7. There are a few things different about Korean dining from the American dining. I thought I should explain it briefly for those people who aren’t familiar with it. These days many Korean restaurants have been americanized so you can order snacks like pancakes and pot stickers as appetizers before you start your “main course”. If you do Korean traditional fine dining, as the Korean royalties used to have, there are many courses but in normal dining, there aren’t any “courses”. You order what you want and Banchan and rice would usually come out first so many people think Banchans are the Korean appetizers but it’s suppose to be eaten as part of your main meal. Of course, you can eat which ever dish in however order you want. We Koreans are not fussy with dining etiquettes. Double dipping is almost required in Korean dining because we share everything! We are all about enjoying the food the way you like it. No one’s going to to force you to eat a side dish you don’t like. You pick and choose what you like to eat and that’s the fun part about Banchan in Korean dining.

     
  8. Korea is a tiny country: North and South Korea combined is the same size as Minnesota. But South Korea alone has 50 million people and 1/5 of them are living in Seoul.  While doing some research on more traditional Korean recipes, I thought it would be good to make a brief map of Korea and its regional produce and cuisines. Most people think Korean BBQ as the prominent food in Korea but vegetable and seafood have had more impact in Korean traditional food. Long time ago, before we started importing food from other countries in the modern era, the meat was very scarce because Korea is full of rough mountains which are not good for farming or ranching. But we are surrounded by three seas which produce different types of abundant fresh seafood that we ate raw, braised, grilled, pickled and made jerkies with. The rich, meat orientated dishes developed in Seoul and other big cities that used to be the capital at some point in Korean history. But rest of Korea were eating rustic meals made out of wild earthy plants and preserved veggies and seafood to last the harsh winters. Wasting food is like the biggest sin in Korea. When we butcher an animal, we use every part of it including their organs, bones, blood and odd parts like the heads, tails and the feet. Actually, the weirder the part is, the better it tastes! And it’s interesting to see that cold food developed way up in the north, which has brutal long winters. You would expect more hearty, thick, warm meals from there, but no, Koreans from the north rather enjoyed the effect to refreshing cold meals, which are served with a chunks of ice floating in the bowl to make it extra cold. These cold noodles and soups from northern regions are now popular everywhere in Korea. Some of these recipes goes back hundreds of years and I wish to learn them all some day.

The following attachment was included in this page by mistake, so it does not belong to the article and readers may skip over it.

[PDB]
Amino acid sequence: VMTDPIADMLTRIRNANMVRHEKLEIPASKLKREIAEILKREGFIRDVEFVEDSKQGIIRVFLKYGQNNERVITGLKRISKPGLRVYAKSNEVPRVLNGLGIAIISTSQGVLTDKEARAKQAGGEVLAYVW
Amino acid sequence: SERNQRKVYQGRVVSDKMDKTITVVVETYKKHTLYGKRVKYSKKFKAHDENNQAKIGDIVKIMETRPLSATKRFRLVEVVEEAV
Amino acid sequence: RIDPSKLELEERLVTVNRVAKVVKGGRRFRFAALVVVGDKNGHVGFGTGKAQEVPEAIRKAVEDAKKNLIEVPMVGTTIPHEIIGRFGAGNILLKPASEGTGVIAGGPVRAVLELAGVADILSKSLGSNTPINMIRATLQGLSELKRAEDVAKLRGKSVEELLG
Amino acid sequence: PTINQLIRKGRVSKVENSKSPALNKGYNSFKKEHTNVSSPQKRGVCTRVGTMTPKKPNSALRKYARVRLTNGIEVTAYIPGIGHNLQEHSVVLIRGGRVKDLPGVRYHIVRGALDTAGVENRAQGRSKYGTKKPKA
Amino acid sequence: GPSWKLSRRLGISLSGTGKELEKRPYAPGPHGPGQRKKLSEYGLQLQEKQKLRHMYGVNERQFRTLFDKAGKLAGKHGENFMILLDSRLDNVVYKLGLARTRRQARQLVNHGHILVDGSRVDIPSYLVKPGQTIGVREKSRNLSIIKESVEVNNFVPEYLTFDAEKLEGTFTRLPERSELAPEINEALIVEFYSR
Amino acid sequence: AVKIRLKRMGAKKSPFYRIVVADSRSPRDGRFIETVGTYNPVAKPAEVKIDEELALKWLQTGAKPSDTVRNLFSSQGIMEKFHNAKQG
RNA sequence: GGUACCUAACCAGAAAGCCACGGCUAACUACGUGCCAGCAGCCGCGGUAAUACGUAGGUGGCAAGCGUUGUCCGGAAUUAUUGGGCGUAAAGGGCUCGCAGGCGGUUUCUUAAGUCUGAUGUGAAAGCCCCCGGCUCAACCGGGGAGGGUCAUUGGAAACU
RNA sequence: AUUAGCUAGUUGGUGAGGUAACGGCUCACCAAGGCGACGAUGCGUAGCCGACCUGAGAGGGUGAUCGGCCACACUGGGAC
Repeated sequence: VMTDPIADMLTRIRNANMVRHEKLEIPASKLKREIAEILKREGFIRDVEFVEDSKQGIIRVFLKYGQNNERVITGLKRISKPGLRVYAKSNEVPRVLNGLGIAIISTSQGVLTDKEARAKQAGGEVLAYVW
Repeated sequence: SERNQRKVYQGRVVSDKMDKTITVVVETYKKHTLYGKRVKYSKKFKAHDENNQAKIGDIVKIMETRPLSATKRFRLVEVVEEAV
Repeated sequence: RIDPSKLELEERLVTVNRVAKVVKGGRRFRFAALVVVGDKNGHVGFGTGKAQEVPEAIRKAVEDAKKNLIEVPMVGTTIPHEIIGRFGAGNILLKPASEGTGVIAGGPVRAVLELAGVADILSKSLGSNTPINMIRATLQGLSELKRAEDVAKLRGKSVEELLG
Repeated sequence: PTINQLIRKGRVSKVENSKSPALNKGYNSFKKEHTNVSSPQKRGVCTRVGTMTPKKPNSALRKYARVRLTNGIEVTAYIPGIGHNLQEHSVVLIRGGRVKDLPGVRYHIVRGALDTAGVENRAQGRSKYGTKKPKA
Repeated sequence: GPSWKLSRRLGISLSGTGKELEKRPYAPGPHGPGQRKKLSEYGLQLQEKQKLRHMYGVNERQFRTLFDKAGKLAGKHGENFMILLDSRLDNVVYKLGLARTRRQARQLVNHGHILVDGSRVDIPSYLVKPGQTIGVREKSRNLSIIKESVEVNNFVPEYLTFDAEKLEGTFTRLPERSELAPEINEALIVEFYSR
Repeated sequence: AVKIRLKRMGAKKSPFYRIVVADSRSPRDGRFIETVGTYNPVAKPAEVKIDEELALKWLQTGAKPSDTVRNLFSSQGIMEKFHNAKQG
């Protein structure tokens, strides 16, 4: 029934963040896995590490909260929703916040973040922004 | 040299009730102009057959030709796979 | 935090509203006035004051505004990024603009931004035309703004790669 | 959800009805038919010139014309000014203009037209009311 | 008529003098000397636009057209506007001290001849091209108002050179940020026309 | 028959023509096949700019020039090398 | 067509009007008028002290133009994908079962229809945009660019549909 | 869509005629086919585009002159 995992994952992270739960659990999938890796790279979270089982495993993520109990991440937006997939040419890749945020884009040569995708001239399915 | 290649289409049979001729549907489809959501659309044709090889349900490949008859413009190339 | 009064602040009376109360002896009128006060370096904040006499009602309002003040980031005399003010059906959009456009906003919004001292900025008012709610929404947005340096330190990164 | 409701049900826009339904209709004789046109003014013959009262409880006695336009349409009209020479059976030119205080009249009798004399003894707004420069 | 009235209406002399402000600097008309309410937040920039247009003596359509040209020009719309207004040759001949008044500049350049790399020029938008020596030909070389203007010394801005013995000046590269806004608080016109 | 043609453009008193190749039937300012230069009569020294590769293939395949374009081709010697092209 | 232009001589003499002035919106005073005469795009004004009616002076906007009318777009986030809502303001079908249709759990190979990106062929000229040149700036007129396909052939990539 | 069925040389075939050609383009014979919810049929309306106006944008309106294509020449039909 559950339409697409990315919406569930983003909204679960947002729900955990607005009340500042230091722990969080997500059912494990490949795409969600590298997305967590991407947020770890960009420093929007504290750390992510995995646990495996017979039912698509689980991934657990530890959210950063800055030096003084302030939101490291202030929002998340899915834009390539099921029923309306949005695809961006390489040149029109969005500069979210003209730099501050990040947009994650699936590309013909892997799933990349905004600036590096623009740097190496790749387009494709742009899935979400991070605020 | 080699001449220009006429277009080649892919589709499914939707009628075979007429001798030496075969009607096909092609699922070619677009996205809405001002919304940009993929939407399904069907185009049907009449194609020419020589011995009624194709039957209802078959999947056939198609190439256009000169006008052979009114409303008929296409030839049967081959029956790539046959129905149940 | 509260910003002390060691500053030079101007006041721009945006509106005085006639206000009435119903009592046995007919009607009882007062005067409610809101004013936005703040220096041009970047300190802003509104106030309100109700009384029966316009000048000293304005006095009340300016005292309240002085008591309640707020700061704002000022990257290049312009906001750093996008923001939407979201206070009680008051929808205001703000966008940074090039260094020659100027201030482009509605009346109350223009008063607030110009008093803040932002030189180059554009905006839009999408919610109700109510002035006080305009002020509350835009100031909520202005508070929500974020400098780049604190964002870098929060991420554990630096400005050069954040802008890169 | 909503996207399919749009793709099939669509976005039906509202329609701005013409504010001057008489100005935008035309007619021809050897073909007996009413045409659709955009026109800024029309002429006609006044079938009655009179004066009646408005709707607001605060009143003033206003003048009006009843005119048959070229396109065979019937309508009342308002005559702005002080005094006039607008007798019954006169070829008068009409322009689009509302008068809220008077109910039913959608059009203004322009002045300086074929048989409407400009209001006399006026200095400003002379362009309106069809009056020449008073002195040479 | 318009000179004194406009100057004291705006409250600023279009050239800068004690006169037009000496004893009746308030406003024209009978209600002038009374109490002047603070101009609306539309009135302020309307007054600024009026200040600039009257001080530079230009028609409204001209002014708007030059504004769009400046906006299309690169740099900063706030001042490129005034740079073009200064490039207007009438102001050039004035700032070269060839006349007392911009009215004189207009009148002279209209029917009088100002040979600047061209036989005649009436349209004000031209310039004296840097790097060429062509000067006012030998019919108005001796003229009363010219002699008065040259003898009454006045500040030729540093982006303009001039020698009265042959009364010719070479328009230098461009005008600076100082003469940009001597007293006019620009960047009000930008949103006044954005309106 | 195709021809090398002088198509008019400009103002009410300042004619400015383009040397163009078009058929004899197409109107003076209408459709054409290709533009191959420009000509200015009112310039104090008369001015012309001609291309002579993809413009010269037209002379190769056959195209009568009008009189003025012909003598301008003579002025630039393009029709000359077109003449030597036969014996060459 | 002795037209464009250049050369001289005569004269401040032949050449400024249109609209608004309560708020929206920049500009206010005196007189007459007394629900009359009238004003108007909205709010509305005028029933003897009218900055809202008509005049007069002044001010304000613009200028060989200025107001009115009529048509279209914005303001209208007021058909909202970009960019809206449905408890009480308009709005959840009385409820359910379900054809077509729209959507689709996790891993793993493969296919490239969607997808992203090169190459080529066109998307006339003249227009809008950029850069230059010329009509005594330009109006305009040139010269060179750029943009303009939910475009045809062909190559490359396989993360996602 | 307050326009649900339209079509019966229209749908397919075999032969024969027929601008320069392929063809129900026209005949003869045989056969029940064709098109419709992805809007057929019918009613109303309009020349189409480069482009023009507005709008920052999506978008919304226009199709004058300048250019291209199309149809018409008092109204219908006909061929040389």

9. I’m like a vacuum cleaner when it comes to this dish, I can’t stop eating it! Mi-Yuk (Sea kelp) could be one of those weird, never-before-seen ingredient to the westerners but it’s been part of asian cuisine for centuries. It is silky, flexible yet crunch and somewhat meaty at the same time which is very different from land leaf greens. It’s hard to describe how good this is, so just try it and you won’t regret it!

     
  10. I don’t remember seeing bokchoy in Korea when I was growing up there in the 1980s and 90s but now it is getting popular as more and more people around the world begun to know about it and cook with it. It’s not uncommon to see this veggie in even american and european restaurants these days and I think it’s because it is such a versatile vegetable. It has two opposing qualities: delicate and tough at the same time, sorta like cross between napa cabbage and spinach, with a slight bitter after taste. It’s important to blanch this veggie enough for the bitterness to come out yet maintaining a firm texture. I use it for all kinds of cooking including stir fry, steaming, blanching and also a great addition to noodle soups.